This morning La Presse published a stunning statement by Natural Resources Minister Joe Oliver. He stated, “I think that people aren’t as worried as they were before about 2°C of warming” (my translation).
To recap, 2°C is the absolute upper limit that climate scientists suggest the world can reach before we introduce the danger of runaway climate change because of feedback effects such as the releases of natural carbon sinks. If we go beyond 2°C we might not be able to turn climate change around.
This is why the Copenhagen Accord, which Canada signed onto and used to justify its rejection of Kyoto, recognized, “the scientific view that the increase in global temperature should be below 2 degrees Celsius”.
So Oliver has basically announced that Canada doesn’t care about its latest international obligation, and he suggests we shouldn’t worry about climate change.
During the interview, Oliver quoted the International Energy Agency (IEA) to justify his position for a continuation of unmanaged growth of the bitumen sands. He quotes the IEA a lot, so let’s take a closer look at what they have to say.
In 2010 the IEA World Energy Outlook did an in-depth analysis of the oil sands and projected how much of this resource the world economy would demand. The graph above compares projected demand (in million barrels per day) with the latest data on oil sands expansion plans.
The key here is that the IEA produces a number of scenarios. The 450 scenario is consistent with 2°C of warming, as Canada agreed to in the Copenhagen accord in order to avoid climate catastrophe. Note that we already have enough oil sands capacity in operation and under construction in the low-carbon scenario.
The largest demand for the bitumen sands results in 6°C of warming. When Joe Oliver quotes the IEA, he is quoting a climate catastrophe scenario and ignoring the 2°C scenario.
A number of other studies have shown that oil sands development is inconsistent with a global economy taking action on climate change. For instance, see a recent study by researchers from MIT and Harvard.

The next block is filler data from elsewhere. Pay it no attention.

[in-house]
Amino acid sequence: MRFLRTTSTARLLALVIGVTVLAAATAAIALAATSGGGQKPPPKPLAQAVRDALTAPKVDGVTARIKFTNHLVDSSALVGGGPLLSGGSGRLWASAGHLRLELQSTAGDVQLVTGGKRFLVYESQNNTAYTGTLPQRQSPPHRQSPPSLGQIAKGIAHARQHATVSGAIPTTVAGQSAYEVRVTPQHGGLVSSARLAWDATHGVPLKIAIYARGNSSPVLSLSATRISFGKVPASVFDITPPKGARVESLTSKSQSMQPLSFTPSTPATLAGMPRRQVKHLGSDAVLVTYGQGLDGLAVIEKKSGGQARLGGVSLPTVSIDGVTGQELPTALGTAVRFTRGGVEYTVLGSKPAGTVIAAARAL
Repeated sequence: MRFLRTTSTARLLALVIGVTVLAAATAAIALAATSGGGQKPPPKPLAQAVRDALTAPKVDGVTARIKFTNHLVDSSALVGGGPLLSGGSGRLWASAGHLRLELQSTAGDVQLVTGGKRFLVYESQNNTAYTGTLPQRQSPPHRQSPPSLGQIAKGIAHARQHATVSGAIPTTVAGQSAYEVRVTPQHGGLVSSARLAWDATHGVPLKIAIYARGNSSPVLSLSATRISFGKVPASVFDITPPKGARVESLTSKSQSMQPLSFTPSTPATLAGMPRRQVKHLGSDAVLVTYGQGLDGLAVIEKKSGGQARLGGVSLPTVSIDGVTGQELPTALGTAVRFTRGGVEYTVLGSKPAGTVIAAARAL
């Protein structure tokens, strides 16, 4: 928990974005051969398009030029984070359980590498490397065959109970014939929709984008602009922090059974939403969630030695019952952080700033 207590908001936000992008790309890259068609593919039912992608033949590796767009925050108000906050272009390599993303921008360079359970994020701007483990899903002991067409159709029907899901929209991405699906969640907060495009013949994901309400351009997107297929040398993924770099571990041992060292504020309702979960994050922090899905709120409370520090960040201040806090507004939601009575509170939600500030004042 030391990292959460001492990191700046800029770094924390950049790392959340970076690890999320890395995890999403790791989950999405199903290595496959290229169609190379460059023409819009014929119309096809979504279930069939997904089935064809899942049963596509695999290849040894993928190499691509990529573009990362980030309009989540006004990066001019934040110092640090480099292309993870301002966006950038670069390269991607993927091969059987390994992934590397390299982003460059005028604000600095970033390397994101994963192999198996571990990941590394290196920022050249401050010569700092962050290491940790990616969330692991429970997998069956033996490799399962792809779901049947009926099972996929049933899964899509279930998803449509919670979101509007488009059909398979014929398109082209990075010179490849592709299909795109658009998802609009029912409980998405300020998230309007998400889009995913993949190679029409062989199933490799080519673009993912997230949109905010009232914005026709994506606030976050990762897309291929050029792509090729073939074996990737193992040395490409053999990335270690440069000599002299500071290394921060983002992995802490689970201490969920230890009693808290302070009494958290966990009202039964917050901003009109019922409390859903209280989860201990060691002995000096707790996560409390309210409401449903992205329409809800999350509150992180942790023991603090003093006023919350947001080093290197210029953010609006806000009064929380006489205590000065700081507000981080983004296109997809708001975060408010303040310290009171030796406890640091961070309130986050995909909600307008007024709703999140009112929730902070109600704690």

Canada’s oil sands are actually a hydrocarbon resource that is quite vulnerable to changes in global economic trajectories. If the world takes action against climate change, and reduces its demand for oil, the unconventional stuff (i.e. oil sands) is likely to be the first left in the ground since it is both more expensive and more carbon intensive. While the IEA scenario certainly suggests that the world will take a long time to wean itself off of oil, it also shows that the oil sands are really vulnerable to a global economy taking climate action.
This vulnerability only becomes a problem the extent to which the government continues to follow strategies that pigeon-hole the Canadian economy into the bitumen resource staple product, leading to a “staple trap”. Oliver is perhaps the most representative of the “staples mentality” – the belief that natural resources (and the bitumen resource in particular) are the only viable pathway for the Canadian economy.
The implication of this mentality today is that it also leads to a carbon trap, because the large-scale exploitation of the bitumen sands requires a global economy heading towards climate catastrophe.
Even though Canada has an abundance of clean energy resources and the potential to find the innovative capacity to take advantage of them, the staples mentality informs the federal government’s policy and politics.
Oliver just can’t seem to escape this mental trap. His blinding dedication to a resource-based economy makes him neglect the international scientific consensus on climate change as he tells us just not to worry about the environmental destruction waiting for future generations.